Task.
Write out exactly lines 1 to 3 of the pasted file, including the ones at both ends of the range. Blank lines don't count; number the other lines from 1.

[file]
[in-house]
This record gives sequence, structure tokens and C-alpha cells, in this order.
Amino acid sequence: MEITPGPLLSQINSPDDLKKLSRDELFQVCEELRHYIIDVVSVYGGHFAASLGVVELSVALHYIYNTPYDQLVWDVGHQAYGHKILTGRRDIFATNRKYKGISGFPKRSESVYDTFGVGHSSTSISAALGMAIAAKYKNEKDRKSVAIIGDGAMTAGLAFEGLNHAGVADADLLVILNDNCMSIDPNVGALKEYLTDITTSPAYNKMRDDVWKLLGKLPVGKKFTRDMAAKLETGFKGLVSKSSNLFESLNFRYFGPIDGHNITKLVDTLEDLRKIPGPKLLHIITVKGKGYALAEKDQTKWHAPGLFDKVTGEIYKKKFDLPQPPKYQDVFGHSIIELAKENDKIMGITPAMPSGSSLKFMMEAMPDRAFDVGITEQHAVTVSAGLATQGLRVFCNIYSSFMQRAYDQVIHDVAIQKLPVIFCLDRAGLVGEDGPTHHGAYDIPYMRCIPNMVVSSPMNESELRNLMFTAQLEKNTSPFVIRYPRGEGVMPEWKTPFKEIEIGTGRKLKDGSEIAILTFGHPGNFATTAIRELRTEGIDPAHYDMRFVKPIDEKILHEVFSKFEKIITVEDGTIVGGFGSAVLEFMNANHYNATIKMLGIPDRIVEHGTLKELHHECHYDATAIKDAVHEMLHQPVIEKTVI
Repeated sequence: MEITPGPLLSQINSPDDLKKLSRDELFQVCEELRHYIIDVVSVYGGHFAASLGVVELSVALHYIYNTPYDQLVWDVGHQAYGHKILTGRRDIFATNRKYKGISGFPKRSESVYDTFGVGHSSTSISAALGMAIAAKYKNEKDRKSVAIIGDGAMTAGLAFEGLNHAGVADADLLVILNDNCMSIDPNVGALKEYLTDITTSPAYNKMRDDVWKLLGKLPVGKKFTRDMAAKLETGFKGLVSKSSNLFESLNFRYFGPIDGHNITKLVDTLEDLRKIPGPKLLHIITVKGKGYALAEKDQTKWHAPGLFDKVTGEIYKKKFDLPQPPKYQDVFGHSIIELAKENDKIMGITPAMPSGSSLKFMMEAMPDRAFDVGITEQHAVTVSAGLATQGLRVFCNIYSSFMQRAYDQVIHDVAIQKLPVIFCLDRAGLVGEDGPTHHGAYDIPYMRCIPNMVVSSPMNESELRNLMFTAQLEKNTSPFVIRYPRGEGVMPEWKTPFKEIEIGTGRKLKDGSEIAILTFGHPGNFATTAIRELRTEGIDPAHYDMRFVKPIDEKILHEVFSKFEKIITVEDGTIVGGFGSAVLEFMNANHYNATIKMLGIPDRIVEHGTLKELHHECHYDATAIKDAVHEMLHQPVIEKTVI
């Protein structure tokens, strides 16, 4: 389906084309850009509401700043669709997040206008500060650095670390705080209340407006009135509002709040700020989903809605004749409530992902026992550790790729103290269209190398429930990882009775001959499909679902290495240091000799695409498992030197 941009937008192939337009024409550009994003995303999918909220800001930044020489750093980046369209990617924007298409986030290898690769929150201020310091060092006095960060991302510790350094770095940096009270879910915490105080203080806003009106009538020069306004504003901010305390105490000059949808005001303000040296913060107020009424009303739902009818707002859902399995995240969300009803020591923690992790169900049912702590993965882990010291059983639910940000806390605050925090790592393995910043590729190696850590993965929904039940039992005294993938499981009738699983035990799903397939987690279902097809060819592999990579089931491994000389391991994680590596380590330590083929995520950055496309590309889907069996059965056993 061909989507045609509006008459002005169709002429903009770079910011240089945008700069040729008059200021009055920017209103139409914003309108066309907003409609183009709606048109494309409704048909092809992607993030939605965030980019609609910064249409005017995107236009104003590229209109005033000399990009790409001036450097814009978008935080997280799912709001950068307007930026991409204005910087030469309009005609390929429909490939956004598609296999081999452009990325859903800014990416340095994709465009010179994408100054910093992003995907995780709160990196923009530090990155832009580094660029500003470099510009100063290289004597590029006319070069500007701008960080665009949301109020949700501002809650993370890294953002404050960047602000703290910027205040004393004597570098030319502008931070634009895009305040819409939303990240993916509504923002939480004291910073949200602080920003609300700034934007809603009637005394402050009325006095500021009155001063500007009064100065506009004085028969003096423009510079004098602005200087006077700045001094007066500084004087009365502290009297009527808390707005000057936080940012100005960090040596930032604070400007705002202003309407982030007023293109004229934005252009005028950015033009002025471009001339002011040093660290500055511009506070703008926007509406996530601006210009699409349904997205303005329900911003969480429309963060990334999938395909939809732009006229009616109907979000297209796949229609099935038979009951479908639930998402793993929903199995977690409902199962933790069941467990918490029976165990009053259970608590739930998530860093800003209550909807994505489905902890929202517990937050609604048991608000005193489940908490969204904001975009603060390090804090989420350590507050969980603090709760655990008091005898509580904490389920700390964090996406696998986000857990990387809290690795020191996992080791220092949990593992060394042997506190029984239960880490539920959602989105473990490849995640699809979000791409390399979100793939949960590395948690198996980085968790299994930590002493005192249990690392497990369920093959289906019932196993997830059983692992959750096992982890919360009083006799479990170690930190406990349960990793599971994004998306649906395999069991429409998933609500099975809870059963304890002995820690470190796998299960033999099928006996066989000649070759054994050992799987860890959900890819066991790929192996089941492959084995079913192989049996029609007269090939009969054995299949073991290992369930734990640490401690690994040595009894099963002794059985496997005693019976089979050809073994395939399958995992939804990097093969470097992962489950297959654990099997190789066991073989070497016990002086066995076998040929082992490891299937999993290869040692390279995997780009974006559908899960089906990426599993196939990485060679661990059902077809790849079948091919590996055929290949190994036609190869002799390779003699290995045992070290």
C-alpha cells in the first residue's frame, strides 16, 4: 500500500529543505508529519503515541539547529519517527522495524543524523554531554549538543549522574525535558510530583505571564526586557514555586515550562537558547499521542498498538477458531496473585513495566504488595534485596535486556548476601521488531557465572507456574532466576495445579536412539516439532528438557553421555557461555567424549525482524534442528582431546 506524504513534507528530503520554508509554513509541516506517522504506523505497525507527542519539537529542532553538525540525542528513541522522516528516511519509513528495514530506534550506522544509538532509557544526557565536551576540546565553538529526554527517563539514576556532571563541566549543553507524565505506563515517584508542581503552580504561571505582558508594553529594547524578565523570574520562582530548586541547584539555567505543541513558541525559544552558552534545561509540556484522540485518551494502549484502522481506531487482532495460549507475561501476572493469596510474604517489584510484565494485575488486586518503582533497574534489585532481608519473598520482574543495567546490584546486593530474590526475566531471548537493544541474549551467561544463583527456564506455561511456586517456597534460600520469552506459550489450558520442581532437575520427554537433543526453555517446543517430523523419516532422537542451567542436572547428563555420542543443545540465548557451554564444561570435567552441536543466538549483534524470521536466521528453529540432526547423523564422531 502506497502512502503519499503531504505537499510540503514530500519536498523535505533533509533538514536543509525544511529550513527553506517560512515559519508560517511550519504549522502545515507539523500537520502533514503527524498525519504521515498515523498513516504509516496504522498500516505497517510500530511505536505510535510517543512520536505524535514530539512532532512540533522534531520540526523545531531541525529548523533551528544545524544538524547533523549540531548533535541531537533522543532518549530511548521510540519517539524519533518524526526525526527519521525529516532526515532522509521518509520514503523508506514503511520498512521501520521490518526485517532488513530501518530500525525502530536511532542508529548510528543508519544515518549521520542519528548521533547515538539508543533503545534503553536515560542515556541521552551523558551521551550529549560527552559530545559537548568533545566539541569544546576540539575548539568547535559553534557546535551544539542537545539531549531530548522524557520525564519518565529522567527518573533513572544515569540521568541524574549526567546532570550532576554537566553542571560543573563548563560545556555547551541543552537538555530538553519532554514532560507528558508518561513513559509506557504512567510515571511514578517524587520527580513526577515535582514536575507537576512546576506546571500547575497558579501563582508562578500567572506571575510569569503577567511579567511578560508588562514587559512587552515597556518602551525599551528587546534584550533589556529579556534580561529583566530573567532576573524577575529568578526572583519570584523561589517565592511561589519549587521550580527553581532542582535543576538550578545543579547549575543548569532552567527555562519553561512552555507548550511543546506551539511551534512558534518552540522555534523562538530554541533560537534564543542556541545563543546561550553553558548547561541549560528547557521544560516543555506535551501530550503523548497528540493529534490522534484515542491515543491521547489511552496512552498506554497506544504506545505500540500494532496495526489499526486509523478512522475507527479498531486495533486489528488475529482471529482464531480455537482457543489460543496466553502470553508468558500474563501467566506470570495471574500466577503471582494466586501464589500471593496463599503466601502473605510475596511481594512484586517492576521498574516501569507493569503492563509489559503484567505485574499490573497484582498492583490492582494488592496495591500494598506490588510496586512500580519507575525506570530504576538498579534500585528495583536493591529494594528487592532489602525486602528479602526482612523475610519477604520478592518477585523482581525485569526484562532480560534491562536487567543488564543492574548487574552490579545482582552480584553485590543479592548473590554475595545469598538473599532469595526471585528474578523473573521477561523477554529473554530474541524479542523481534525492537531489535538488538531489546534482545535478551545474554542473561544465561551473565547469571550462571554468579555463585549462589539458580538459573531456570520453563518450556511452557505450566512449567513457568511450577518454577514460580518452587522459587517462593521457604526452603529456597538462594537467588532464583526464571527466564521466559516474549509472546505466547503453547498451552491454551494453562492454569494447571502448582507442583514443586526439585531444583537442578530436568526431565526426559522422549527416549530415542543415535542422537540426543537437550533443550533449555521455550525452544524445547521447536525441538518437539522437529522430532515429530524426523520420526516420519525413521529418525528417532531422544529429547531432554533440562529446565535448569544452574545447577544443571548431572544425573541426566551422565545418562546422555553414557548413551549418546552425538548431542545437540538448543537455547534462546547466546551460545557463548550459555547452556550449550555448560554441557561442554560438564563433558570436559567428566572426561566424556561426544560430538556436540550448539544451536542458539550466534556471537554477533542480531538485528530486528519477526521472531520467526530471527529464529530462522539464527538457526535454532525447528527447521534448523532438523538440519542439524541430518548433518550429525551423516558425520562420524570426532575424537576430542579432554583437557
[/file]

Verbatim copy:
[in-house]
This record gives sequence, structure tokens and C-alpha cells, in this order.
Amino acid sequence: MEITPGPLLSQINSPDDLKKLSRDELFQVCEELRHYIIDVVSVYGGHFAASLGVVELSVALHYIYNTPYDQLVWDVGHQAYGHKILTGRRDIFATNRKYKGISGFPKRSESVYDTFGVGHSSTSISAALGMAIAAKYKNEKDRKSVAIIGDGAMTAGLAFEGLNHAGVADADLLVILNDNCMSIDPNVGALKEYLTDITTSPAYNKMRDDVWKLLGKLPVGKKFTRDMAAKLETGFKGLVSKSSNLFESLNFRYFGPIDGHNITKLVDTLEDLRKIPGPKLLHIITVKGKGYALAEKDQTKWHAPGLFDKVTGEIYKKKFDLPQPPKYQDVFGHSIIELAKENDKIMGITPAMPSGSSLKFMMEAMPDRAFDVGITEQHAVTVSAGLATQGLRVFCNIYSSFMQRAYDQVIHDVAIQKLPVIFCLDRAGLVGEDGPTHHGAYDIPYMRCIPNMVVSSPMNESELRNLMFTAQLEKNTSPFVIRYPRGEGVMPEWKTPFKEIEIGTGRKLKDGSEIAILTFGHPGNFATTAIRELRTEGIDPAHYDMRFVKPIDEKILHEVFSKFEKIITVEDGTIVGGFGSAVLEFMNANHYNATIKMLGIPDRIVEHGTLKELHHECHYDATAIKDAVHEMLHQPVIEKTVI